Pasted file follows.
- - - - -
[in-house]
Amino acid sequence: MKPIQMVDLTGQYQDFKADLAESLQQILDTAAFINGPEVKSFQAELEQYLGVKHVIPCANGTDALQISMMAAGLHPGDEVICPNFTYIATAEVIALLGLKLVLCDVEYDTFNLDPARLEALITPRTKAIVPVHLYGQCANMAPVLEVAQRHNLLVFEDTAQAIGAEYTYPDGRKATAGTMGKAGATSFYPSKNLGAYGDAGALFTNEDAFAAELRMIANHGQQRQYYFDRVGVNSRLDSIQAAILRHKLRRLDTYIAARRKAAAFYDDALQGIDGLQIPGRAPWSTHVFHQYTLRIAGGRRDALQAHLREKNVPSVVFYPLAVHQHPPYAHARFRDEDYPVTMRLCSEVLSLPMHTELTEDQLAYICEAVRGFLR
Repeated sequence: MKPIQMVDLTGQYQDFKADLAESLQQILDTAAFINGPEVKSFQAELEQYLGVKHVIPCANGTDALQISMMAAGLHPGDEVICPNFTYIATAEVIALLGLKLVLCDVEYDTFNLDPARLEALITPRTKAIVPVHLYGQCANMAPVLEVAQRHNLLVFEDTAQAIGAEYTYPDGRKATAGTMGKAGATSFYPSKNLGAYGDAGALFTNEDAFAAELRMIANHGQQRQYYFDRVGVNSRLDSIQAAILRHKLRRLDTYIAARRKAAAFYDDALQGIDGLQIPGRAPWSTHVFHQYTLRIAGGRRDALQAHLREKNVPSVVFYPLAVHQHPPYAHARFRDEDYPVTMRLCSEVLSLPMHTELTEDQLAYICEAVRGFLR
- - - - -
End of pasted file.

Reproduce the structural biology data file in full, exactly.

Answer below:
[in-house]
Amino acid sequence: MKPIQMVDLTGQYQDFKADLAESLQQILDTAAFINGPEVKSFQAELEQYLGVKHVIPCANGTDALQISMMAAGLHPGDEVICPNFTYIATAEVIALLGLKLVLCDVEYDTFNLDPARLEALITPRTKAIVPVHLYGQCANMAPVLEVAQRHNLLVFEDTAQAIGAEYTYPDGRKATAGTMGKAGATSFYPSKNLGAYGDAGALFTNEDAFAAELRMIANHGQQRQYYFDRVGVNSRLDSIQAAILRHKLRRLDTYIAARRKAAAFYDDALQGIDGLQIPGRAPWSTHVFHQYTLRIAGGRRDALQAHLREKNVPSVVFYPLAVHQHPPYAHARFRDEDYPVTMRLCSEVLSLPMHTELTEDQLAYICEAVRGFLR
Repeated sequence: MKPIQMVDLTGQYQDFKADLAESLQQILDTAAFINGPEVKSFQAELEQYLGVKHVIPCANGTDALQISMMAAGLHPGDEVICPNFTYIATAEVIALLGLKLVLCDVEYDTFNLDPARLEALITPRTKAIVPVHLYGQCANMAPVLEVAQRHNLLVFEDTAQAIGAEYTYPDGRKATAGTMGKAGATSFYPSKNLGAYGDAGALFTNEDAFAAELRMIANHGQQRQYYFDRVGVNSRLDSIQAAILRHKLRRLDTYIAARRKAAAFYDDALQGIDGLQIPGRAPWSTHVFHQYTLRIAGGRRDALQAHLREKNVPSVVFYPLAVHQHPPYAHARFRDEDYPVTMRLCSEVLSLPMHTELTEDQLAYICEAVRGFLR